fb-pixel

BEIRUT — Turkey’s president said Sunday that his troops and allied Syrian fighters have reached the heart of the Islamic State stronghold of al-Bab in northern Syria and will eventually join the effort to recapture Raqqa, the extremists’ de-facto capital in Syria.

Recep Tayyip Erdogan said ISIS fighters have begun deserting al-Bab, which has been under attack for weeks.

The Britain-based Syrian Observatory for Human Rights, which relies on a network of activists inside Syria, said it could not confirm that Turkish troops had entered al-Bab’s center, as fighting continued on the edges of the town.

The Turkish-backed opposition forces advancing from the north have been racing to seize al-Bab before Syrian government forces reach the town from the south. The Turkish-backed forces are still a long way from Raqqa, which is mostly surrounded by US-backed Syrian Kurdish forces.

Advertisement



Last week, the Kurdish-led Syria Democratic Forces launched a new phase in its Raqqa offensive, aiming to capture towns and villages east of Raqqa. The US-led coalition has targeted several bridges across the Euphrates River in support of the operation.

Turkey is leading Syrian opposition forces in a broad operation called ‘‘Euphrates Shield’’ against both ISIS and the SDF. Ankara views the Kurdish group that dominates the SDF as a terrorist organization because of its links to Kurdish insurgents in Turkey.

‘‘After al-Bab is about to be over, the period following that will be Manbij and Raqqa,’’ Erdogan said, referring to the northern town of Manbij, which was captured by the SDF last year after weeks of deadly fighting with ISIS.

‘‘Right now al-Bab, whether by us or by the Free Syrian Army, is now besieged on all four sides and our forces along with the Free Syrian Army have entered the center,’’ he said.

The Observatory reported intense clashes and Turkish airstrikes and shelling on the northern, western, and southern edges of the town, which is 25 miles south of the Turkish border.

Advertisement



In Lebanon, the leader of the militant Hezbollah group, which is fighting alongside President Bashar Assad’s forces, said it supports a Dec. 30 cease-fire between the government and the opposition that was brokered by Turkey and Russia.

‘‘We are with every measure that stops the shedding of blood and paves the way for a political solution’’ in Syria, Hassan Nasrallah said in a speech aired in Beirut. He was responding to claims by opposition media that Hezbollah opposes the truce.

The Syrian government, the opposition, and their various state backers are gearing up for the resumption of UN-brokered talks in Geneva, after the last round stalled in April last year.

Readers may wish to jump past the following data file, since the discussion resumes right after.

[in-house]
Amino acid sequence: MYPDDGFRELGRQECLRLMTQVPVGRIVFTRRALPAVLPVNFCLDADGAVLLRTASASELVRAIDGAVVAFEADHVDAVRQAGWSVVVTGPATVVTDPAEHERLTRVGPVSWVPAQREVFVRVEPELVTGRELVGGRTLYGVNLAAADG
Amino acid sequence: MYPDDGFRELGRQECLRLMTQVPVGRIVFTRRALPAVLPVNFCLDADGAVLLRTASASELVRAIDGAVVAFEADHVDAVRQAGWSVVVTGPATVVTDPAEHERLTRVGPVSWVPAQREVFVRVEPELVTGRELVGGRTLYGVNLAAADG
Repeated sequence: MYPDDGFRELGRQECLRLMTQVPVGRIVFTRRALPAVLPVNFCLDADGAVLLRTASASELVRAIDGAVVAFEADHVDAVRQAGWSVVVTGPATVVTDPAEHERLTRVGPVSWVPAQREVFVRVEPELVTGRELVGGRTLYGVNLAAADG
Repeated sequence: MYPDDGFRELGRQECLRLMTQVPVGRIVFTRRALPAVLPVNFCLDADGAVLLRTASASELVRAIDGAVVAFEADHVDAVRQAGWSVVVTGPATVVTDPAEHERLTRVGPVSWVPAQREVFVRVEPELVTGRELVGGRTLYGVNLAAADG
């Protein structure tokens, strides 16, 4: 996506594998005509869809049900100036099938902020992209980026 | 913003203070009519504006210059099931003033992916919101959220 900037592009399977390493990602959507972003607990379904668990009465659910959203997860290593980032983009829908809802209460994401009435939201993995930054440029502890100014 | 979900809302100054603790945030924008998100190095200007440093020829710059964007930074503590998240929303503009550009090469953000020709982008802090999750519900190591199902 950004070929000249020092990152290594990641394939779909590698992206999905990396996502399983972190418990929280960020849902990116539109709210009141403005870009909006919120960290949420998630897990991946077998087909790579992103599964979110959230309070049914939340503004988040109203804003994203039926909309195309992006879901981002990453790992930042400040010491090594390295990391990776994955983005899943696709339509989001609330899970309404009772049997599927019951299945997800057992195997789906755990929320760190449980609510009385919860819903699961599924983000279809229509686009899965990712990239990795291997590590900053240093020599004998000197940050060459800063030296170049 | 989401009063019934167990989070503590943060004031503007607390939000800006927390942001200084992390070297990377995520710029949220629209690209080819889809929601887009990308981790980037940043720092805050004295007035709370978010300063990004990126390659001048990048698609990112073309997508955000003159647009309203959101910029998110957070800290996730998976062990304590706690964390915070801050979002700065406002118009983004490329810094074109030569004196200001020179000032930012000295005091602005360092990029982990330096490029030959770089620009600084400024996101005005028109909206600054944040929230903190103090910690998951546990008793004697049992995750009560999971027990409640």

Rebels and Western- and Saudi-backed opposition groups in exile are preparing to name 20 delegates to the talks, according to Yahya al-Aridi of the High Negotiations Committee.

Diplomatic contacts picked up between the various sides in December, with rebels and the government pledging to honor a national cease-fire brokered in Ankara.

The truce has not held. The two sides met again for talks in Astana, Kazakhstan last month, ahead of the planned resumption of the Geneva talks in about one week’s time.

Kazakhstan’s Foreign Ministry said Saturday it was inviting government and opposition officials and delegates from Russia, Turkey, and Iran for preparatory talks in Astana on Thursday.

On Saturday, Iran’s Supreme National Security Council authorized Russia to fly its fighters over Iranian airspace to support operations in Syria, the state’s semiofficial Tasnim news agency reported.

Advertisement



In August, Iran confirmed that Russian bombers launched airstrikes from near the Iranian city of Hamedan to hit targets in eastern Syria. Iran is a staunch supporter of the Syrian government.

In al-Bab, Turkish aircraft and artillery pounded ISIS positions as allied opposition forces grabbed new blocks in the town, according to the Syrian Observatory. The Turkish-backed Ahrar al-Sham militia announced Saturday that opposition forces had taken the city’s silos and sports complex in its southwestern districts.

The coalition’s operations room released a video on social media showing its fighters at the gates of the Hikma hospital.

About 100,000 residents lived in al-Bab before the start of the Syrian civil war, six years ago. The town is about 19 miles from the Turkish border.

Turkey is the opposition’s chief backer in Syria’s multisided civil war. It has deployed troops, tanks, artillery, and its air force inside the country as part of the northern Syria operation.

Turkey’s Anadolu news agency began reporting Turkish troop fatalities in al-Bab on Dec. 21. That week, 16 Turkish soldiers were killed in clashes or ambushes by the Islamic State in the town.

The military Saturday announced the death of another soldier in the fighting in al-Bab. The death brings the total number of Turkish troops killed in the military operation in northern Syria to 65.